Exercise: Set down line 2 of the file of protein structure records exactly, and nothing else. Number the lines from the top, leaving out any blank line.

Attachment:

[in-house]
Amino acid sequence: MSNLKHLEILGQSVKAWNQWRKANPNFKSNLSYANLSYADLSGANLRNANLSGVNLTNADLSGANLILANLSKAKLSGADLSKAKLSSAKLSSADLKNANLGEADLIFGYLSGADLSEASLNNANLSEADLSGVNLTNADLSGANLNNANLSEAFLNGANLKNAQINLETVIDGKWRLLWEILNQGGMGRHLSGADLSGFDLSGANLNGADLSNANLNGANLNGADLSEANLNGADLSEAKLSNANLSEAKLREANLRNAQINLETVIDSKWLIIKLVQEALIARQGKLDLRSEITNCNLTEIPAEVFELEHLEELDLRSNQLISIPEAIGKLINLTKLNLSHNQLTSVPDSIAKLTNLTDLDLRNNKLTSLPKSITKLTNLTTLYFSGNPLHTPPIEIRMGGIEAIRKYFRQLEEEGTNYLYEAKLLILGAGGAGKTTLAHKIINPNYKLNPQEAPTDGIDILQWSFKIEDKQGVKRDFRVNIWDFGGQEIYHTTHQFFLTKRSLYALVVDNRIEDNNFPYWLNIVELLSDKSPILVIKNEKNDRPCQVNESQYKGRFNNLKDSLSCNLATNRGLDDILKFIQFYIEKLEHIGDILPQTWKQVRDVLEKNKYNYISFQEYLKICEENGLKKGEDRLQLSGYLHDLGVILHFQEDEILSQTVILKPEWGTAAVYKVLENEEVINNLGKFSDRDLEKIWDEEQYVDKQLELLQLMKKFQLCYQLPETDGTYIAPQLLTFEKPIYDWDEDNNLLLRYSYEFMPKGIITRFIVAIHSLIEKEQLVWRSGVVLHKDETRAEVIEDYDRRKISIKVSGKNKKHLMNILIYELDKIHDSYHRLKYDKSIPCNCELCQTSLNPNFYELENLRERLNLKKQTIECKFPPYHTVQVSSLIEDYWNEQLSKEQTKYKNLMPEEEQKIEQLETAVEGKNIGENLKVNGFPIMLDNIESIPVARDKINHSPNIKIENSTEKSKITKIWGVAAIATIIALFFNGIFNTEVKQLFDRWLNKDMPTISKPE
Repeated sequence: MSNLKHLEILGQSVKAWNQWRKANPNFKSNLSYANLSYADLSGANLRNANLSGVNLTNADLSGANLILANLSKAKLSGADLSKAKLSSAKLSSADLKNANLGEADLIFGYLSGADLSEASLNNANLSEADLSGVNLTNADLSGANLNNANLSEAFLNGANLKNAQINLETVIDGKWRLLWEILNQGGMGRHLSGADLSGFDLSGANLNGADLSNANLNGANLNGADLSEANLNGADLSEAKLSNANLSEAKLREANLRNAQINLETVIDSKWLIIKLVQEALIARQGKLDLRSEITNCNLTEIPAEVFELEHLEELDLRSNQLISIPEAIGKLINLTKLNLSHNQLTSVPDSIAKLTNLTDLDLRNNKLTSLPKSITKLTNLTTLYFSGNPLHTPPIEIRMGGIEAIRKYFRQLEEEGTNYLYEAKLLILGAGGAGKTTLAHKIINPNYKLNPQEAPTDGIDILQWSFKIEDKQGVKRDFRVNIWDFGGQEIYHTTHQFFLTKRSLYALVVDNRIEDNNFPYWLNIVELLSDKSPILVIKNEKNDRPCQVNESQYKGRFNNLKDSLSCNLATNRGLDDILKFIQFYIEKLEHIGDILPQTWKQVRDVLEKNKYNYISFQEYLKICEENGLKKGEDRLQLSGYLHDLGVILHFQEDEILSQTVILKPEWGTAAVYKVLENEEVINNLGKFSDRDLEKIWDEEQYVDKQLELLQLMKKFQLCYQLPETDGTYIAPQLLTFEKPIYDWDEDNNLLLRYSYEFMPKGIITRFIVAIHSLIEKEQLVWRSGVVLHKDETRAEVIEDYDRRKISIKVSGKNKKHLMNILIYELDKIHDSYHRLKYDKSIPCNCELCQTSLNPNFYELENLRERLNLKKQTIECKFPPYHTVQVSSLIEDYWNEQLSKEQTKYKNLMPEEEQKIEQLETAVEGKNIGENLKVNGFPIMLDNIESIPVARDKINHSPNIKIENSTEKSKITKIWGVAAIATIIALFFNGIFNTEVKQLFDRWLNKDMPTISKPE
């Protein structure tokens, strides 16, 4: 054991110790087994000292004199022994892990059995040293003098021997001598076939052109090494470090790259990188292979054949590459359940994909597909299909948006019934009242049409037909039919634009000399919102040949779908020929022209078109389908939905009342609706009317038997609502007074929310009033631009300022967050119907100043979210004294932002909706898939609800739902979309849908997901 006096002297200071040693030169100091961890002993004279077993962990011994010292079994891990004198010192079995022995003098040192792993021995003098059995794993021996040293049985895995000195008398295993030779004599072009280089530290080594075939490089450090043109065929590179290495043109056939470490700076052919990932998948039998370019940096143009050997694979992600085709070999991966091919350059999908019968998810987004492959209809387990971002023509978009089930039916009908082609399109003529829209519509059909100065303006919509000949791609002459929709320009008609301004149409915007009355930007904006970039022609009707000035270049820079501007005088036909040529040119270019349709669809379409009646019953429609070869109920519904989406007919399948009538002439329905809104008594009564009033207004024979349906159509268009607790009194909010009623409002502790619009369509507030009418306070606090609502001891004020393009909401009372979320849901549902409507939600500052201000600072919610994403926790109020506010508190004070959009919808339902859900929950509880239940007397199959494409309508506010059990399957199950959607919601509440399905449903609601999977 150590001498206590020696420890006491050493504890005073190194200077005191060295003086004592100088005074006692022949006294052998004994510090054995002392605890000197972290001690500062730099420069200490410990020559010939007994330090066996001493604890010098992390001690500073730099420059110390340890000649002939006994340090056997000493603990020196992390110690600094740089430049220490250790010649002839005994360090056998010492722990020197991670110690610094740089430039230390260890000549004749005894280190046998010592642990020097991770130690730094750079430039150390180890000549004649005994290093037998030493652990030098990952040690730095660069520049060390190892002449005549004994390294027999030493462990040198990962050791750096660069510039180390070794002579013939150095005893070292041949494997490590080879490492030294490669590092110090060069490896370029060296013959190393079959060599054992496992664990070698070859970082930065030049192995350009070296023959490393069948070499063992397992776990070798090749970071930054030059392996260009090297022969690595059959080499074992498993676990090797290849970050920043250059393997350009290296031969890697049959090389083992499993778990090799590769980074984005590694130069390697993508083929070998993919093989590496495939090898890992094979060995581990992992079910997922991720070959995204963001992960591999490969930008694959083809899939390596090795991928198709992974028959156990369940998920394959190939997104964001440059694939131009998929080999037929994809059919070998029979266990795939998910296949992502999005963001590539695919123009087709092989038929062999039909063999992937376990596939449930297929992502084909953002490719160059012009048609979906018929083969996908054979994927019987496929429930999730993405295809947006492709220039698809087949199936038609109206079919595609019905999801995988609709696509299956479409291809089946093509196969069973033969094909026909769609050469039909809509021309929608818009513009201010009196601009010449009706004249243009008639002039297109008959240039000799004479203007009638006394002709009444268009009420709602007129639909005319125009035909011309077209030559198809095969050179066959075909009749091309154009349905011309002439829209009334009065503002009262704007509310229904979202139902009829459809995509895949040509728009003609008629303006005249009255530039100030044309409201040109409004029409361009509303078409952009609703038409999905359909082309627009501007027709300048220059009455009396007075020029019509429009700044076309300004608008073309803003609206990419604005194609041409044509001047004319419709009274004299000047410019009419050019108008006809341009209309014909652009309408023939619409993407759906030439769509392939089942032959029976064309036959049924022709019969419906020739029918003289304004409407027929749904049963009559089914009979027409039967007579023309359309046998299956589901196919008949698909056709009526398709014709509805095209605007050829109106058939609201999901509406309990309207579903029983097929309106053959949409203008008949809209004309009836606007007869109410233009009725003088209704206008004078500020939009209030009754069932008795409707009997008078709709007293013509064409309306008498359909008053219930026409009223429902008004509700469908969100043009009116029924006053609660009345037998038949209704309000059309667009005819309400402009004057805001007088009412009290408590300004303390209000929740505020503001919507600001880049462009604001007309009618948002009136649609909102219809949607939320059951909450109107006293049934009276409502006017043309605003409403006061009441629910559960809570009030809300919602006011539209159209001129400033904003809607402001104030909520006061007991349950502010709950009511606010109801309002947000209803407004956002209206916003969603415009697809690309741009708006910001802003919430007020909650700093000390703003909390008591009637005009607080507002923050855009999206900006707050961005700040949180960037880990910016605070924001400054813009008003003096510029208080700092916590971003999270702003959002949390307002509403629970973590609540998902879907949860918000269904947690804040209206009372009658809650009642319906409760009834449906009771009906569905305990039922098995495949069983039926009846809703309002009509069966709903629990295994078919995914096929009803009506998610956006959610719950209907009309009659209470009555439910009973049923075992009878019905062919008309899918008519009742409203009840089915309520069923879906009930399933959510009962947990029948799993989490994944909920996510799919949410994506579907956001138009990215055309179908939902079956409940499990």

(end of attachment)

Amino acid sequence: MSNLKHLEILGQSVKAWNQWRKANPNFKSNLSYANLSYADLSGANLRNANLSGVNLTNADLSGANLILANLSKAKLSGADLSKAKLSSAKLSSADLKNANLGEADLIFGYLSGADLSEASLNNANLSEADLSGVNLTNADLSGANLNNANLSEAFLNGANLKNAQINLETVIDGKWRLLWEILNQGGMGRHLSGADLSGFDLSGANLNGADLSNANLNGANLNGADLSEANLNGADLSEAKLSNANLSEAKLREANLRNAQINLETVIDSKWLIIKLVQEALIARQGKLDLRSEITNCNLTEIPAEVFELEHLEELDLRSNQLISIPEAIGKLINLTKLNLSHNQLTSVPDSIAKLTNLTDLDLRNNKLTSLPKSITKLTNLTTLYFSGNPLHTPPIEIRMGGIEAIRKYFRQLEEEGTNYLYEAKLLILGAGGAGKTTLAHKIINPNYKLNPQEAPTDGIDILQWSFKIEDKQGVKRDFRVNIWDFGGQEIYHTTHQFFLTKRSLYALVVDNRIEDNNFPYWLNIVELLSDKSPILVIKNEKNDRPCQVNESQYKGRFNNLKDSLSCNLATNRGLDDILKFIQFYIEKLEHIGDILPQTWKQVRDVLEKNKYNYISFQEYLKICEENGLKKGEDRLQLSGYLHDLGVILHFQEDEILSQTVILKPEWGTAAVYKVLENEEVINNLGKFSDRDLEKIWDEEQYVDKQLELLQLMKKFQLCYQLPETDGTYIAPQLLTFEKPIYDWDEDNNLLLRYSYEFMPKGIITRFIVAIHSLIEKEQLVWRSGVVLHKDETRAEVIEDYDRRKISIKVSGKNKKHLMNILIYELDKIHDSYHRLKYDKSIPCNCELCQTSLNPNFYELENLRERLNLKKQTIECKFPPYHTVQVSSLIEDYWNEQLSKEQTKYKNLMPEEEQKIEQLETAVEGKNIGENLKVNGFPIMLDNIESIPVARDKINHSPNIKIENSTEKSKITKIWGVAAIATIIALFFNGIFNTEVKQLFDRWLNKDMPTISKPE